What to Do if You’re in a Motorcycle Accident

What to Do if You’re in a Motorcycle Accident

Motorcycle accidents can be traumatic and life-altering events. They can cause severe physical injuries, emotional distress, and financial difficulties. If you’re involved in a motorcycle accident, it’s essential to know what steps to take to protect yourself and your legal rights.

Motorcycle Accident Statistics & Data

While motorcycles only make up 3 percent of all registered vehicles in the United States (and just 0.6 percent of all vehicle miles traveled), they comprise 14 percent of all traffic fatalities. This factor is directly related to the increased danger of being involved in an accident with limited safety equipment and mechanisms.

Unfortunately, things don’t seem to be getting any safer for motorcyclists. Fatalities among riders increased by a whopping 8 percent from 2020 to 2021. And when you look at the past 10 years, deaths have increased by 19 percent. In terms of injuries, that number increased by 5 percent from 2020 to 2021. 

What to Do if You Become a Statistic

The best thing you can do is avoid putting yourself in high-risk scenarios where motorcycle accidents are most likely to happen. (For example, avoid riding in the dark or during inclement weather.) But should you find yourself involved in an accident, the next best thing is to have a smart response plan.

Here are several tips:

1. Seek Medical Attention Immediately

Even if you feel okay after the accident, it’s imperative that you seek medical attention as quickly as you can. Motorcycle accidents can cause hidden injuries that may worsen over time if left untreated. Additionally, seeking medical attention can help you document your injuries, which can be crucial if you decide to pursue legal action. Make sure to follow your doctor’s orders and attend all follow-up appointments.

2. Call the Police

If you haven’t already, call the police to report the accident. Even if the accident doesn’t seem like a big deal, it’s essential to document it with a police report. When the police arrive, make sure to provide them with accurate and detailed information about the accident. Additionally, ask for a copy of the police report for your records.

3. Document the Accident Scene

Take as many pictures and videos of the accident scene as you can, including your motorcycle, any other vehicles involved, and the surrounding area. If possible, get the contact information of any eyewitnesses who may have seen the accident. All of this documentation can be valuable evidence if you decide to pursue legal action.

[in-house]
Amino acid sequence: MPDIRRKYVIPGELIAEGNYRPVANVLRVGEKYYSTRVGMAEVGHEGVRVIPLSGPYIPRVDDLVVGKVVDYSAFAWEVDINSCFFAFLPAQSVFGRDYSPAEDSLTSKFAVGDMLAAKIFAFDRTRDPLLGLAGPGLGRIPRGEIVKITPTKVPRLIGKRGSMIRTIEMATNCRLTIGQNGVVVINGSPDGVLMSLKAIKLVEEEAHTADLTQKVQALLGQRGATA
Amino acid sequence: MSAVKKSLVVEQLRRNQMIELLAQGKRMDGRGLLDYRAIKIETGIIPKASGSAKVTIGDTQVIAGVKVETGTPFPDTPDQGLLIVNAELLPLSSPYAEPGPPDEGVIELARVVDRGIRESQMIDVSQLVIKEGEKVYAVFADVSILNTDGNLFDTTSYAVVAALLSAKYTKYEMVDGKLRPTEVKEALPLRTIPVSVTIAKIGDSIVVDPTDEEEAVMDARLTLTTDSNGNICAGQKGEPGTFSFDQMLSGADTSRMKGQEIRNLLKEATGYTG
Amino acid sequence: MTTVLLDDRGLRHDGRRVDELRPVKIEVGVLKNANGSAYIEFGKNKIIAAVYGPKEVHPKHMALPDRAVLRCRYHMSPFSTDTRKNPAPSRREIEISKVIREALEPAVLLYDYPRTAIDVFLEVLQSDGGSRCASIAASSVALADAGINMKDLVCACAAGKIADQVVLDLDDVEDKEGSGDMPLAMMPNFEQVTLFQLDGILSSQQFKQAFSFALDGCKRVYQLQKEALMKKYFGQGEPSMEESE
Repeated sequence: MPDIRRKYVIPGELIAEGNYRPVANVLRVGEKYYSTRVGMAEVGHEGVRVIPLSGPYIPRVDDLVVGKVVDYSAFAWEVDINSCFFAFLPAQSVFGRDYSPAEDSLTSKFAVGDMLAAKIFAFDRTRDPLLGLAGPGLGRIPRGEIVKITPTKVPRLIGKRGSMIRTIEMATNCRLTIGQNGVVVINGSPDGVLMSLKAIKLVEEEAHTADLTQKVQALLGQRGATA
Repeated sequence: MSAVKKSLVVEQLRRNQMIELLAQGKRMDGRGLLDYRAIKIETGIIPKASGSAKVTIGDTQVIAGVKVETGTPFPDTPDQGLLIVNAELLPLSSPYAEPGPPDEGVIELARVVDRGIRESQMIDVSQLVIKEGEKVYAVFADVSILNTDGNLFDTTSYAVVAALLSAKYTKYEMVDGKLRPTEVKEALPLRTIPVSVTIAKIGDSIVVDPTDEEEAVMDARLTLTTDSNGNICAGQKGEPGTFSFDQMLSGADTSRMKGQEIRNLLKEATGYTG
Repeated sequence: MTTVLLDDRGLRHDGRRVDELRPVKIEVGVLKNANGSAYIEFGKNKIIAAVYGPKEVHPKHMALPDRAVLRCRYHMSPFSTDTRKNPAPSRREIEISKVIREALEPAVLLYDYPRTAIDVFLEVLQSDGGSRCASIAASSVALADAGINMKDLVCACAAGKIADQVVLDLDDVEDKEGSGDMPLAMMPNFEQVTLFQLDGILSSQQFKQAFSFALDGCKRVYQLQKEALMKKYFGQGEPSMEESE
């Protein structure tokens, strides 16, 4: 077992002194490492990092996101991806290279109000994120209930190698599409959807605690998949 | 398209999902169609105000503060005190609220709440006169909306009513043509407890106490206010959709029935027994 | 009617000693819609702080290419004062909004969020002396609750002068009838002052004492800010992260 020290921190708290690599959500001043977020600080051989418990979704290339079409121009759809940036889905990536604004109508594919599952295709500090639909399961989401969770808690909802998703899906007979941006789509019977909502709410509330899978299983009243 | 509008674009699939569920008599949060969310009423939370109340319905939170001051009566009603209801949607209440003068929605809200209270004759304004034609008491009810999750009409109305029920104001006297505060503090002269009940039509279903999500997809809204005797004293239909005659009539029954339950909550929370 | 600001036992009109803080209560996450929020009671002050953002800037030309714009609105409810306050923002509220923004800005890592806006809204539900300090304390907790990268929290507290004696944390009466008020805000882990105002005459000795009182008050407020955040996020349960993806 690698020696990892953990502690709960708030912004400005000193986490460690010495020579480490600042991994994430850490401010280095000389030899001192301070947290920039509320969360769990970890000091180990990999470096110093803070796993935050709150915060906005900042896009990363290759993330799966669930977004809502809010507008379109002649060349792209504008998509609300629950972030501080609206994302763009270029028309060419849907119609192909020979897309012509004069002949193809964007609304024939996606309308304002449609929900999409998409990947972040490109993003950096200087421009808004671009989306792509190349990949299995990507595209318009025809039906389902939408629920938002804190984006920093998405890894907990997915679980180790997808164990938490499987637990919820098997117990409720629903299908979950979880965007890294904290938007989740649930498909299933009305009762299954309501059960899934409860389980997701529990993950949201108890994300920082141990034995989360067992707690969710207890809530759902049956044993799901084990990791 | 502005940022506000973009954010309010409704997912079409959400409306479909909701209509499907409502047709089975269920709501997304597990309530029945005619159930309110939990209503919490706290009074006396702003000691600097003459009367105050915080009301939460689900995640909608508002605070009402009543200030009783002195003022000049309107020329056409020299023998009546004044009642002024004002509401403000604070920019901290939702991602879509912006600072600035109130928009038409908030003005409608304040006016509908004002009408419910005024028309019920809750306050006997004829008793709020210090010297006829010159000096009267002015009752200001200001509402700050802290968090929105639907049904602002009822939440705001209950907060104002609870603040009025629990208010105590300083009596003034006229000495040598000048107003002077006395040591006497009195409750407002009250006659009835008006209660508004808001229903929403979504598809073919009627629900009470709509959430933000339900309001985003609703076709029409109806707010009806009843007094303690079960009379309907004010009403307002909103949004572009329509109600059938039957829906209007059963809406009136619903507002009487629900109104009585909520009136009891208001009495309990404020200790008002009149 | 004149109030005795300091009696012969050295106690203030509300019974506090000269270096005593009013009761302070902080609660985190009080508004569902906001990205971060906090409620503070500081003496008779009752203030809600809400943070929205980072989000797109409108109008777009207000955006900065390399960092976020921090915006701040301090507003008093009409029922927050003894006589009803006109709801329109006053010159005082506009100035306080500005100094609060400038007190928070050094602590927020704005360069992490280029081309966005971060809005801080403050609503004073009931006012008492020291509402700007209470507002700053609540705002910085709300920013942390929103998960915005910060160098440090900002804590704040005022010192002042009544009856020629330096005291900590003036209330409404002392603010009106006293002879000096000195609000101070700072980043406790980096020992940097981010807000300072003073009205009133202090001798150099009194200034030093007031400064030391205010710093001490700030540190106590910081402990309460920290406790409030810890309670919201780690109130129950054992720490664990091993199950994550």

4. Contact Your Insurance Company

Report the motorcycle accident to your insurance company as soon as you’re in a stable enough condition to do so. Provide them with accurate and detailed information about the accident, including any injuries or damages. Your insurance company will likely start an investigation into the accident, so it’s essential to cooperate with them fully.

5. Seek Legal Representation

Consider hiring a motorcycle accident lawyer to protect your legal rights and pursue any compensation that you’re owed for your injuries and damages. Motorcycle accidents can be complex, and a personal injury lawyer can help you navigate the legal process.

Your lawyer can also help you collect evidence, engage in negotiations with insurance companies, and represent you if your case goes to court. (Insurance companies often try to incorrectly point the finger at motorcyclists for being irresponsible. Your attorney can stop them from pushing this narrative and force them to use the facts.)

6. Keep Track of Your Medical Expenses

Keep track of your medical expenses and other damages, including lost wages and property damage. This documentation can be crucial when seeking compensation for your injuries and damages.

When seeing a doctor or having a procedure performed, be sure to request detailed/itemized bills. The more information you have on your side, the better your chances are of getting full compensation for your injuries.

7. Follow Your Doctor’s Orders

Make sure to follow your doctor’s orders and attend all follow-up appointments. Failure to do so could harm your health and your legal case. You might think you’re getting better, but don’t stop the treatment plan as soon as you regain your energy or range of motion. Medication and treatment plans should be continued until your medical team says to stop.

8. Be Proactive With Your Recovery

There are dozens of aspects of a motorcycle accident that you have no control over. However, you should spend your time and energy focusing on the ones you can influence. Be proactive with your recovery by surrounding yourself with the right people. Good luck, and feel better!

Article Submitted By Community Writer

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